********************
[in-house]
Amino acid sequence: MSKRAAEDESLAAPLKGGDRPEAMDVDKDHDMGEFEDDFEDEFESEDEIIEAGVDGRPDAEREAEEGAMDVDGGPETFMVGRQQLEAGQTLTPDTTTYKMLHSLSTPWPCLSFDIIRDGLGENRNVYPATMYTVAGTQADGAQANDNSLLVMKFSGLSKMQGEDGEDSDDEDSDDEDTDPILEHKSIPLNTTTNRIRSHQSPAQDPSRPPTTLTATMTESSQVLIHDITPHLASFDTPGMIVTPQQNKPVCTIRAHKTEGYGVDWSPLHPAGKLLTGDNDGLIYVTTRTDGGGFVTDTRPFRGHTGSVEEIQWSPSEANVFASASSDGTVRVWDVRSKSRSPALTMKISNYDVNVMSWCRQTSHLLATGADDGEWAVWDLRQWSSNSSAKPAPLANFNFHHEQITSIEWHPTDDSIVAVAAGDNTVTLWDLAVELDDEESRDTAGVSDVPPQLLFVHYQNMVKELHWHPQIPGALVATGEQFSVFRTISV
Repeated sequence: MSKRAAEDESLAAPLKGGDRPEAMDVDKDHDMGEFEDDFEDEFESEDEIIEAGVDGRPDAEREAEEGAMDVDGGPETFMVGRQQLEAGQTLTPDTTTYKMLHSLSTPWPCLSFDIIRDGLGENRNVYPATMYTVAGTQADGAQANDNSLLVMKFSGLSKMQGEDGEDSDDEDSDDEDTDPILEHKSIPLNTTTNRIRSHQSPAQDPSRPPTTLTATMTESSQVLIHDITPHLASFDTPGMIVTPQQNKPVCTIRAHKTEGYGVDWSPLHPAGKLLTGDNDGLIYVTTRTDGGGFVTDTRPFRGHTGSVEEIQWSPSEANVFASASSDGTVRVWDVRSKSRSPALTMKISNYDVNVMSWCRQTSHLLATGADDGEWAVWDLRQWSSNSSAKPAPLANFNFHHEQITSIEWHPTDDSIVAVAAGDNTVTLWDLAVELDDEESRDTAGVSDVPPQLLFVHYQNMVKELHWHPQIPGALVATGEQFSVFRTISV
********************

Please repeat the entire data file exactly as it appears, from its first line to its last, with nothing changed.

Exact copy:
[in-house]
Amino acid sequence: MSKRAAEDESLAAPLKGGDRPEAMDVDKDHDMGEFEDDFEDEFESEDEIIEAGVDGRPDAEREAEEGAMDVDGGPETFMVGRQQLEAGQTLTPDTTTYKMLHSLSTPWPCLSFDIIRDGLGENRNVYPATMYTVAGTQADGAQANDNSLLVMKFSGLSKMQGEDGEDSDDEDSDDEDTDPILEHKSIPLNTTTNRIRSHQSPAQDPSRPPTTLTATMTESSQVLIHDITPHLASFDTPGMIVTPQQNKPVCTIRAHKTEGYGVDWSPLHPAGKLLTGDNDGLIYVTTRTDGGGFVTDTRPFRGHTGSVEEIQWSPSEANVFASASSDGTVRVWDVRSKSRSPALTMKISNYDVNVMSWCRQTSHLLATGADDGEWAVWDLRQWSSNSSAKPAPLANFNFHHEQITSIEWHPTDDSIVAVAAGDNTVTLWDLAVELDDEESRDTAGVSDVPPQLLFVHYQNMVKELHWHPQIPGALVATGEQFSVFRTISV
Repeated sequence: MSKRAAEDESLAAPLKGGDRPEAMDVDKDHDMGEFEDDFEDEFESEDEIIEAGVDGRPDAEREAEEGAMDVDGGPETFMVGRQQLEAGQTLTPDTTTYKMLHSLSTPWPCLSFDIIRDGLGENRNVYPATMYTVAGTQADGAQANDNSLLVMKFSGLSKMQGEDGEDSDDEDSDDEDTDPILEHKSIPLNTTTNRIRSHQSPAQDPSRPPTTLTATMTESSQVLIHDITPHLASFDTPGMIVTPQQNKPVCTIRAHKTEGYGVDWSPLHPAGKLLTGDNDGLIYVTTRTDGGGFVTDTRPFRGHTGSVEEIQWSPSEANVFASASSDGTVRVWDVRSKSRSPALTMKISNYDVNVMSWCRQTSHLLATGADDGEWAVWDLRQWSSNSSAKPAPLANFNFHHEQITSIEWHPTDDSIVAVAAGDNTVTLWDLAVELDDEESRDTAGVSDVPPQLLFVHYQNMVKELHWHPQIPGALVATGEQFSVFRTISV